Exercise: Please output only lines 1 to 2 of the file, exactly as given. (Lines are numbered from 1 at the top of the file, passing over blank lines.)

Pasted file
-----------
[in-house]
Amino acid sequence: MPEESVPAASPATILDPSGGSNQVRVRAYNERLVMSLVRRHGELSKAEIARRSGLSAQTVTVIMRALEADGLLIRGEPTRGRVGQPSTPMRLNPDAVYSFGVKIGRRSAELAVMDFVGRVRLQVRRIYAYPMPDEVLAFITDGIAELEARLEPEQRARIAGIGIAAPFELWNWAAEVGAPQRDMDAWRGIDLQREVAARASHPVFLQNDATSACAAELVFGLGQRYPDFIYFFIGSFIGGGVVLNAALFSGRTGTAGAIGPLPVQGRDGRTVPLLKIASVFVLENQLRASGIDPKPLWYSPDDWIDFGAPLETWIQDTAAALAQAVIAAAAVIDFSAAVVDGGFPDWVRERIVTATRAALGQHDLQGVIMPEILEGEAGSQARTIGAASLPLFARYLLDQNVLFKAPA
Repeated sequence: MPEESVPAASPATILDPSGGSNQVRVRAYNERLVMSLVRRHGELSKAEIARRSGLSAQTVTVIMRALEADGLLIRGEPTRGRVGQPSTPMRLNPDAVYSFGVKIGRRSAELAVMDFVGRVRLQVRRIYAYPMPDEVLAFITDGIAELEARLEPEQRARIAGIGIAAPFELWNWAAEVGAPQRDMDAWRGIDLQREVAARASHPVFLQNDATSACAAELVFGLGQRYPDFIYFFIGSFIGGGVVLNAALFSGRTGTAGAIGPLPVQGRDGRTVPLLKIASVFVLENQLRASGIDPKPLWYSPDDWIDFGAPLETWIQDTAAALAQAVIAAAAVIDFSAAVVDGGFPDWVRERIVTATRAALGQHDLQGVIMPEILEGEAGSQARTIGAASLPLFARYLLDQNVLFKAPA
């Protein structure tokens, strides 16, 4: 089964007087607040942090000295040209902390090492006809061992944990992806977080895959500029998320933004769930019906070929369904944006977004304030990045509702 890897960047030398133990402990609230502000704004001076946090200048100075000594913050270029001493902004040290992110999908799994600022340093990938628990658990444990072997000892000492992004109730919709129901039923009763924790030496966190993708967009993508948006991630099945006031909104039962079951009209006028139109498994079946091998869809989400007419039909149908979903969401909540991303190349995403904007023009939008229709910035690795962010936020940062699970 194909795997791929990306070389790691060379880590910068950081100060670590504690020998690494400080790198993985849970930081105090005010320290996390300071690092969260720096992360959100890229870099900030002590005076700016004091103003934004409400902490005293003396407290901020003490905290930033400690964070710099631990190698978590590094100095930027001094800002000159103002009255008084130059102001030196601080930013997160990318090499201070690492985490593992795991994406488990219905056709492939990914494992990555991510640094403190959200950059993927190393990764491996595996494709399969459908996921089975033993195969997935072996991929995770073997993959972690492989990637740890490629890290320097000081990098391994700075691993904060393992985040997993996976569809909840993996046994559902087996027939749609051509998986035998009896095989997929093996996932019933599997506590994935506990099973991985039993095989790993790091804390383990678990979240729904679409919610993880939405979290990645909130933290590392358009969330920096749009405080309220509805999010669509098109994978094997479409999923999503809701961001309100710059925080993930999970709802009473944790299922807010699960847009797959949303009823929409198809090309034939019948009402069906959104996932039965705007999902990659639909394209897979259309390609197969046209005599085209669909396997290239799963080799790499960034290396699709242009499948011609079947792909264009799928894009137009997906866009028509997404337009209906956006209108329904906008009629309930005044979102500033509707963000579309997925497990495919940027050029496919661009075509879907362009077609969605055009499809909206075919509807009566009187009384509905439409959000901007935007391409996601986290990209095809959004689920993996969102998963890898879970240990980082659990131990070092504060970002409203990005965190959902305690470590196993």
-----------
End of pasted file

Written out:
[in-house]
Amino acid sequence: MPEESVPAASPATILDPSGGSNQVRVRAYNERLVMSLVRRHGELSKAEIARRSGLSAQTVTVIMRALEADGLLIRGEPTRGRVGQPSTPMRLNPDAVYSFGVKIGRRSAELAVMDFVGRVRLQVRRIYAYPMPDEVLAFITDGIAELEARLEPEQRARIAGIGIAAPFELWNWAAEVGAPQRDMDAWRGIDLQREVAARASHPVFLQNDATSACAAELVFGLGQRYPDFIYFFIGSFIGGGVVLNAALFSGRTGTAGAIGPLPVQGRDGRTVPLLKIASVFVLENQLRASGIDPKPLWYSPDDWIDFGAPLETWIQDTAAALAQAVIAAAAVIDFSAAVVDGGFPDWVRERIVTATRAALGQHDLQGVIMPEILEGEAGSQARTIGAASLPLFARYLLDQNVLFKAPA